5 Foods With More Vitamin C Than an Orange
Citrus is swell, but you should expand your menu to include these other vitamin C-rich foods.
When you think of getting vitamin C, you may think of chugging a glass of OJ. Oranges, or citrus in general, are known to be high in this essential vitamin. In fact, one medium orange provides 60 to 83 milligrams of vitamin C, which is close to the recommended daily intake of 65 to 90 milligrams for most people. Having just one piece of fruit each day could help you get that requirement. But unless you're eating fresh oranges, there might be a lot of unnecessary sugar with that C, such as when juiced for the orange juice you'd buy at the grocery store.
Getting enough vitamin C in each day is vital for your health. Vitamin C is great for boosting the immune system and protecting the skin and heart, as it's high in antioxidants and disease-fighting properties, explains Sofia Norton, RD. But if you don't like citrus, there is some good news: oranges aren't the richest source of vitamin C you can eat.
Here, we've rounded up a list of the top foods for vitamin C content. In most every case, you'll get the most vitamins if you consume the food raw and not cooked. (Cooking can degrade the vitamin C.) If you must cook them, then it's better to not steam or boil them, as these two methods will cause the vitamin content to deteriorate the most.
You can also pair vitamin C with iron-rich foods to increase absorption of the iron. For example, add orange zest to green spinach salads. Throw in some bell peppers to that salad. Or make a sweet strawberry glaze for a piece of steak. Here are the best foods to eat for vitamin C.
1. Red and Yellow Peppers
A half-cup serving of peppers contains up to 144mg of vitamin C. "That's well above the overall recommended daily intake for children, adults, and breastfeeding women [which is 90 to 120mg daily]," says Norton. If you include peppers in your daily diet, you're more than likely to meet your daily requirements for this vitamin, and you'll get more fiber and antioxidants, too, such as beta-carotene. Plus, there's that gorgeous pop of color for fresh salads and stir-fry recipes.
One serving (half a fruit) provides 94mg of vitamin C, which is enough for most people to meet their daily needs. "Since it's eaten raw, you're likely to get more vitamin C from papaya than cooked foods," says Norton. And you wouldn't cook papaya for a meal — the vitamin C degrades quickly in heat. Enjoy as is in a fresh fruits salad or make a juice.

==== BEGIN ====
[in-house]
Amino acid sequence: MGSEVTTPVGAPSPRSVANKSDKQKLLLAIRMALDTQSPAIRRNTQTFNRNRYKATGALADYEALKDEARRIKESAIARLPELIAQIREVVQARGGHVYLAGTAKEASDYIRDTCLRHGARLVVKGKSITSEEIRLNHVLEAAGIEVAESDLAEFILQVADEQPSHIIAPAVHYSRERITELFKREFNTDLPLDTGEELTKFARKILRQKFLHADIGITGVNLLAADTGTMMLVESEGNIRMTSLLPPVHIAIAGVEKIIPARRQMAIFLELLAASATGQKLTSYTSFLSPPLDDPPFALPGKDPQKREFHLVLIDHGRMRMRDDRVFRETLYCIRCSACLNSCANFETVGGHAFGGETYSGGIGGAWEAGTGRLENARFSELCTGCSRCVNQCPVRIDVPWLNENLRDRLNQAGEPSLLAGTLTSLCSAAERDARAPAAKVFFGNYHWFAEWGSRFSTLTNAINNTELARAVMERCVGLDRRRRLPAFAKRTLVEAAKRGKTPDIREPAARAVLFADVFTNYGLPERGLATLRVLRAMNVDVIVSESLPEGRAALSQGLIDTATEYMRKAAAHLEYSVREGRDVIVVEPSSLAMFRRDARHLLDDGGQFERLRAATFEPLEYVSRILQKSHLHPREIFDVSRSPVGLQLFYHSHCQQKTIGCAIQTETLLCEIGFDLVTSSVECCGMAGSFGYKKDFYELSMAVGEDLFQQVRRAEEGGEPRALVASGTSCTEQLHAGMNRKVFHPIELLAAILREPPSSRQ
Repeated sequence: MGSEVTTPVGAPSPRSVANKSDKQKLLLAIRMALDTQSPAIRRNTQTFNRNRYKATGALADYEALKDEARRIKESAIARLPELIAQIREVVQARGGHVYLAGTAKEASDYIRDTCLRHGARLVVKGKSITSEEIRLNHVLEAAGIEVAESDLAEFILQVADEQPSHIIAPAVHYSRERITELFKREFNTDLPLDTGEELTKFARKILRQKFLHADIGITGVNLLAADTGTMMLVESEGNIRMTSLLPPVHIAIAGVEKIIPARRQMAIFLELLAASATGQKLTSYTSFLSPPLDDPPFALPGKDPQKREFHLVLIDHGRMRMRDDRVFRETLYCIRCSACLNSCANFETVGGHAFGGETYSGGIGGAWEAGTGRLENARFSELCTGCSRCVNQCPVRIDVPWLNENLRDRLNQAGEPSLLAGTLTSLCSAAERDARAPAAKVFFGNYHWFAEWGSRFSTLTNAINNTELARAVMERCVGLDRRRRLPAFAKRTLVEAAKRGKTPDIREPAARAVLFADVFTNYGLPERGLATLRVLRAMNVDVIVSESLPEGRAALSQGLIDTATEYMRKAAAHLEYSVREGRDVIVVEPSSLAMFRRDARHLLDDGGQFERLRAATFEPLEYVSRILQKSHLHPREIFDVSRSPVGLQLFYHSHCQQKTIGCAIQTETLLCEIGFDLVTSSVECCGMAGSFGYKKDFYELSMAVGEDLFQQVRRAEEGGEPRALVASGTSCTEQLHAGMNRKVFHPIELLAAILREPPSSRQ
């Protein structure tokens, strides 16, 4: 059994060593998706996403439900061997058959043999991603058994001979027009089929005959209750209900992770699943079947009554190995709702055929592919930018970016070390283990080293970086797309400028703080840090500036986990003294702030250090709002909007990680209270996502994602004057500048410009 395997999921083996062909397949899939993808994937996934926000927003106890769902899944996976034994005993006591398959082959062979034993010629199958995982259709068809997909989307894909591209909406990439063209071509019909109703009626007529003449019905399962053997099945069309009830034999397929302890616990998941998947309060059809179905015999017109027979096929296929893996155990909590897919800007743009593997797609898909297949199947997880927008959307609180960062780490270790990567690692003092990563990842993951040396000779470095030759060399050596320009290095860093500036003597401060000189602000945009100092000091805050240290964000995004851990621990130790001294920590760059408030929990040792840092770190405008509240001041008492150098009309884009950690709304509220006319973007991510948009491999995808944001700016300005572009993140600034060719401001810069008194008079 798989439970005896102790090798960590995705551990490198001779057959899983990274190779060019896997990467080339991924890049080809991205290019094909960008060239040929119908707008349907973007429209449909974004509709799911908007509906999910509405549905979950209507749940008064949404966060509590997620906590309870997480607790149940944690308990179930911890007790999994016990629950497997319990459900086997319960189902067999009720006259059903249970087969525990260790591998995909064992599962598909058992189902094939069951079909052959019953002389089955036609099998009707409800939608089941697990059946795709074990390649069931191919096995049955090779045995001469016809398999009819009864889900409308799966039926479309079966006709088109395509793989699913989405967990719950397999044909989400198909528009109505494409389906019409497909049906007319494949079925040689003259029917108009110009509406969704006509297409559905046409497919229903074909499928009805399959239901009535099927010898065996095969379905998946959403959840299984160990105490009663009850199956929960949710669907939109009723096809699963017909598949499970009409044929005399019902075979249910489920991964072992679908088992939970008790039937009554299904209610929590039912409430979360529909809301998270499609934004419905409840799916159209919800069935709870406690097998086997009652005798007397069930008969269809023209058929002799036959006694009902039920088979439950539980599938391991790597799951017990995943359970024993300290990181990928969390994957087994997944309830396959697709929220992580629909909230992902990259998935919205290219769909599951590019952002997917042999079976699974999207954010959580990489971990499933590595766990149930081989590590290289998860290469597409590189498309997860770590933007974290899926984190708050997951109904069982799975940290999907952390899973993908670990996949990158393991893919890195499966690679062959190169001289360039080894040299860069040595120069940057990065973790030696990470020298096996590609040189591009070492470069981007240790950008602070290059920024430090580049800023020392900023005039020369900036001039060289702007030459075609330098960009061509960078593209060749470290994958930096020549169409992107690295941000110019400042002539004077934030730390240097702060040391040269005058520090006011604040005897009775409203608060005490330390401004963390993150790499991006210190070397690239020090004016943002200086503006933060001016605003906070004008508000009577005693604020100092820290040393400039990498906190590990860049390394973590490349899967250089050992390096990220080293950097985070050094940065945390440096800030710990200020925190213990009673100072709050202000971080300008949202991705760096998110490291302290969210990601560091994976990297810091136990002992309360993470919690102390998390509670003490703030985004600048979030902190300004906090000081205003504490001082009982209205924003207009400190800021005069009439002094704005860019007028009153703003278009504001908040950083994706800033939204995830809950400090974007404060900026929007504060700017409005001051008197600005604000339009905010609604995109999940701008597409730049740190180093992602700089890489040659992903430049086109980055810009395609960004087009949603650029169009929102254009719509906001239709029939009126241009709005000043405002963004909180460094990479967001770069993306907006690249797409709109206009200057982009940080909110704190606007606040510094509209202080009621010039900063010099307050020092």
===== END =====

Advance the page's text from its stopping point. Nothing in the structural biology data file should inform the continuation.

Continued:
The green fruit is packed with vitamin C, so dig right in. (And keep the skin, as that contains fiber to fill you up.) "Just one large kiwifruit, which is smaller than a medium orange, provides 84mg of vitamin C. Kiwifruit is also high in folate, vitamin K, vitamin E, and fiber," says Norton. So, it's a great option for a healthy snack or for a green morning smoothie.
Another tropical and underrated fruit, guava has lots of vitamin C. "One guava fruit provides over 200mg of vitamin C, which is double the amount you need to meet your daily needs," Norton says. Guava is a tropical fruit that you can eat raw or even with spices like salt, pepper, and cayenne pepper. It's low in calories, which makes it a diet-friendly fruit as well.
These red berries are great for your health, and they taste sweet for dessert, smoothies, yogurt or oatmeal bowls, dressings and sauces, and more! "One cup of these berries contains 85mg of vitamin C, which is slightly more than a serving of oranges," Norton says. And much like all berries, strawberries are high in antioxidant content, too. "These contribute to cancer prevention, better brain health, and metabolic health," she says. They're also very low in calories, as well as carbs and sugar, for a fruit, so they're great on a healthy diet.